- Guest Commentary: the Rockford Apartment Association
- State Roundup: NIU employee improperly reimbursed $30K
- State Roundup: Governor signs budget fix bills
- Rauner, Democratic leaders shake hands and make law
- State roundup: National guardsman and cousin arrested in terror plot
- Lawmaker says license plate readers a privacy threat
- Bryant not the first to feel impact of free agency rules
- State Roundup: Parents’ group calls for standardized test opt-out bill
- Hononegah Mack: ‘The best woman in the county’
- The tip of the iceberg: Human trafficking in America
Family seeks funds to travel with 6-year-old to surgery in California
DEKALB, Illinois — Jordan is the only boy in his sibling group of four. His older and younger sisters love and adore him. He loves to play cars and robots, and he likes Spider-Man and puppies. But Jordan is not like most 6-year-olds. Last summer, he was diagnosed with Williams Syndrome, a rare genetic disorder that affects 1 in 10,000 people annually.
One of the many characteristics of Williams Syndrome is congenital heart defect. Although the diagnosis brought much relief to the family to finally understand Jordan’s complications and possible outcomes, another blow was delivered this past May: Jordan’s heart is working three times harder than it should be, which is increasing the size of his heart. This can dramatically shorten his life span, and the only way to fix this is to have surgery.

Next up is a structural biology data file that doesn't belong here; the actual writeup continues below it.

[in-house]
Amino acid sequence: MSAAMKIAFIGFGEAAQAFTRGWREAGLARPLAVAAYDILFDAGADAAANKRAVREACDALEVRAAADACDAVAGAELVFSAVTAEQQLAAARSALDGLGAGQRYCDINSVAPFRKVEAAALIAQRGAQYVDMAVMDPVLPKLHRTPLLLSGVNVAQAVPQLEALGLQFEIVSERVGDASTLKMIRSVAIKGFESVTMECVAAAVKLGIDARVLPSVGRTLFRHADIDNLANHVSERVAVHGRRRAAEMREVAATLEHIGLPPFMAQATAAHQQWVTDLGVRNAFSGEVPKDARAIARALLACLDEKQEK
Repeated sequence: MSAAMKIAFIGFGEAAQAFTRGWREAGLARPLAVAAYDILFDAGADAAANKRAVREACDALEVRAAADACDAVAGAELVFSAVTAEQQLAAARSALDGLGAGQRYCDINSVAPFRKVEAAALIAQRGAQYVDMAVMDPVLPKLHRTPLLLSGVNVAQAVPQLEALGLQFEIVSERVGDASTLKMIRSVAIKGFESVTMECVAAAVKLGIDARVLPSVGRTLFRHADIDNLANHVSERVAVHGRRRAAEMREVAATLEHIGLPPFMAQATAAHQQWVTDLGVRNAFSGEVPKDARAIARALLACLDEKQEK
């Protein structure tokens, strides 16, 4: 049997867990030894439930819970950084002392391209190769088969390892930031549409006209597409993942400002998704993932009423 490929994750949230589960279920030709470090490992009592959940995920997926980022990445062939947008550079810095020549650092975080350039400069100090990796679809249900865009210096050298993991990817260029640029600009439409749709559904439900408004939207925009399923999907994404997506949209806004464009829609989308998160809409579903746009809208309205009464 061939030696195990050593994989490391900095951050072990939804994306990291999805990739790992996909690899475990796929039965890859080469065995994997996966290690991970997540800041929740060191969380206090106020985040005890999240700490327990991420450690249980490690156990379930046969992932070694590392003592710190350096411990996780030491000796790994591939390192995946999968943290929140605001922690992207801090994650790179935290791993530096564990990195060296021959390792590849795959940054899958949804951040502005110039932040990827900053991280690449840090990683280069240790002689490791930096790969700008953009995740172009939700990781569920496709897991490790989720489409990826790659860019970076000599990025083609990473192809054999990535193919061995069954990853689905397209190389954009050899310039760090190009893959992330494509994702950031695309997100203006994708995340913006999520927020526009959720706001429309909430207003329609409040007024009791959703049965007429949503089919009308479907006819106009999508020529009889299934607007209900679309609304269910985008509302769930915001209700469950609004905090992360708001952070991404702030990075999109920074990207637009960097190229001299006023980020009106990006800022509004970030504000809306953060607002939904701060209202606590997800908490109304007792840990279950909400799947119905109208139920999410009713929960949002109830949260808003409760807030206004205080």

Good news, right? Sure. However, the only surgeon who can perform the necessary procedure is Dr. Frank Hanley, located in Palo Alto, California, at Stanford University. Dr. Hanley invented this surgery.
Because of medical necessity, Medicaid is covering the medical costs of the surgery on Dec. 8. However, an abundance of other costs need to be covered, such as flight, food, car rental and lodging for this family that will need to be in California for three to four weeks, one week prior to the surgery and three weeks for recovery time after the surgery. Although both Mom and Dad have full-time jobs, both work in not-for-profit agencies, and they don’t have the extra funds needed so Jordan’s family can be there with him during this time. The family has estimated the total cost at $6,000, and has set up a secure donation website for anyone willing to help at www.gofundme.com/jordansheart. In the first five days, $740 was donated. The family would greatly appreciate any other donations, which can be made through the secure website.
From the Aug. 27-Sept. 2, 2014, issue